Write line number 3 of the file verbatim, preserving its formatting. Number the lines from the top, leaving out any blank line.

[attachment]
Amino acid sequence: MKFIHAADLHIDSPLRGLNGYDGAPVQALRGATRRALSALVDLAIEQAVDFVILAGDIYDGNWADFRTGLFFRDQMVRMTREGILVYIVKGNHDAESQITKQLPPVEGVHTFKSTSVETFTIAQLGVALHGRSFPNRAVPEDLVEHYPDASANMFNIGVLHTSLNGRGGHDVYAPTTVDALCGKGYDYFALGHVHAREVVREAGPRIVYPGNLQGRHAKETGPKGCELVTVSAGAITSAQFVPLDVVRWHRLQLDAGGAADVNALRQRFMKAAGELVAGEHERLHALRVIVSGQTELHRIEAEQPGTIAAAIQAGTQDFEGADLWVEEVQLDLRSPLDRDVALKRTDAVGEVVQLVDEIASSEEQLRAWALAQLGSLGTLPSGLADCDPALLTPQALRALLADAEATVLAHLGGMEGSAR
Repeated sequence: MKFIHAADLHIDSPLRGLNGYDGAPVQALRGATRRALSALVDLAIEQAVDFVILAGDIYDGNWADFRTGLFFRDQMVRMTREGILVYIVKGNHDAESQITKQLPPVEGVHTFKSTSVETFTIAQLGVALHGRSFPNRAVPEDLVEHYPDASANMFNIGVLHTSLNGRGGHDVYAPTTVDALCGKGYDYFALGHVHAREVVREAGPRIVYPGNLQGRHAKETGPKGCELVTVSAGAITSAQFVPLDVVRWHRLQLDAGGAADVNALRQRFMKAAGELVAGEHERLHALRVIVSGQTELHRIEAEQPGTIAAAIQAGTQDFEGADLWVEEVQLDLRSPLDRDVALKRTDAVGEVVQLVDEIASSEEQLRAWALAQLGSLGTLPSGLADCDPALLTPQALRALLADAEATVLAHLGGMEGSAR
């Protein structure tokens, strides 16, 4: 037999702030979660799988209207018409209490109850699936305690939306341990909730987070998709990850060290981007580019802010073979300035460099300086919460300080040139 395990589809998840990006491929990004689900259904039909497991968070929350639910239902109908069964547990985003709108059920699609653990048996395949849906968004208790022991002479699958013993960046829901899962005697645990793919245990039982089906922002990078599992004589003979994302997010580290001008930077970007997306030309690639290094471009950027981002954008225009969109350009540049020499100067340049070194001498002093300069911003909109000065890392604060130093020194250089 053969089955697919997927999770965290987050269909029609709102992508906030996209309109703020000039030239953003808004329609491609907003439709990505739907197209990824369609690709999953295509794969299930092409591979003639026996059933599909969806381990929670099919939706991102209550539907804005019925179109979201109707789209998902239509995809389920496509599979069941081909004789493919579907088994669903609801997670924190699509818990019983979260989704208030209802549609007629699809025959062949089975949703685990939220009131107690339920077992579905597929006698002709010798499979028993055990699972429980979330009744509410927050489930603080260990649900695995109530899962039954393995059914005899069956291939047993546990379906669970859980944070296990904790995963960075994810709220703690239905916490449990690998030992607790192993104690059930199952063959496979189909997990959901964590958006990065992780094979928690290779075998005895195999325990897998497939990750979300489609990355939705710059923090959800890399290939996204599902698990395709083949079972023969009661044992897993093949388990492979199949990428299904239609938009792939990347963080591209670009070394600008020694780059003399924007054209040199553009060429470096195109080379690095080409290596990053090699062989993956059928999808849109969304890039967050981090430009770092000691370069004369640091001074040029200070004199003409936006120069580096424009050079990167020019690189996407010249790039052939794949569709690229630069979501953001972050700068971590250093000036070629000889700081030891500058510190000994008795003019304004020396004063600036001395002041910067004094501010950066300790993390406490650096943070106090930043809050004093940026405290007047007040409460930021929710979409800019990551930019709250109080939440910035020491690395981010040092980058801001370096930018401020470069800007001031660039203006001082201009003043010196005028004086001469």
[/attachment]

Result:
């Protein structure tokens, strides 16, 4: 037999702030979660799988209207018409209490109850699936305690939306341990909730987070998709990850060290981007580019802010073979300035460099300086919460300080040139 395990589809998840990006491929990004689900259904039909497991968070929350639910239902109908069964547990985003709108059920699609653990048996395949849906968004208790022991002479699958013993960046829901899962005697645990793919245990039982089906922002990078599992004589003979994302997010580290001008930077970007997306030309690639290094471009950027981002954008225009969109350009540049020499100067340049070194001498002093300069911003909109000065890392604060130093020194250089 053969089955697919997927999770965290987050269909029609709102992508906030996209309109703020000039030239953003808004329609491609907003439709990505739907197209990824369609690709999953295509794969299930092409591979003639026996059933599909969806381990929670099919939706991102209550539907804005019925179109979201109707789209998902239509995809389920496509599979069941081909004789493919579907088994669903609801997670924190699509818990019983979260989704208030209802549609007629699809025959062949089975949703685990939220009131107690339920077992579905597929006698002709010798499979028993055990699972429980979330009744509410927050489930603080260990649900695995109530899962039954393995059914005899069956291939047993546990379906669970859980944070296990904790995963960075994810709220703690239905916490449990690998030992607790192993104690059930199952063959496979189909997990959901964590958006990065992780094979928690290779075998005895195999325990897998497939990750979300489609990355939705710059923090959800890399290939996204599902698990395709083949079972023969009661044992897993093949388990492979199949990428299904239609938009792939990347963080591209670009070394600008020694780059003399924007054209040199553009060429470096195109080379690095080409290596990053090699062989993956059928999808849109969304890039967050981090430009770092000691370069004369640091001074040029200070004199003409936006120069580096424009050079990167020019690189996407010249790039052939794949569709690229630069979501953001972050700068971590250093000036070629000889700081030891500058510190000994008795003019304004020396004063600036001395002041910067004094501010950066300790993390406490650096943070106090930043809050004093940026405290007047007040409460930021929710979409800019990551930019709250109080939440910035020491690395981010040092980058801001370096930018401020470069800007001031660039203006001082201009003043010196005028004086001469």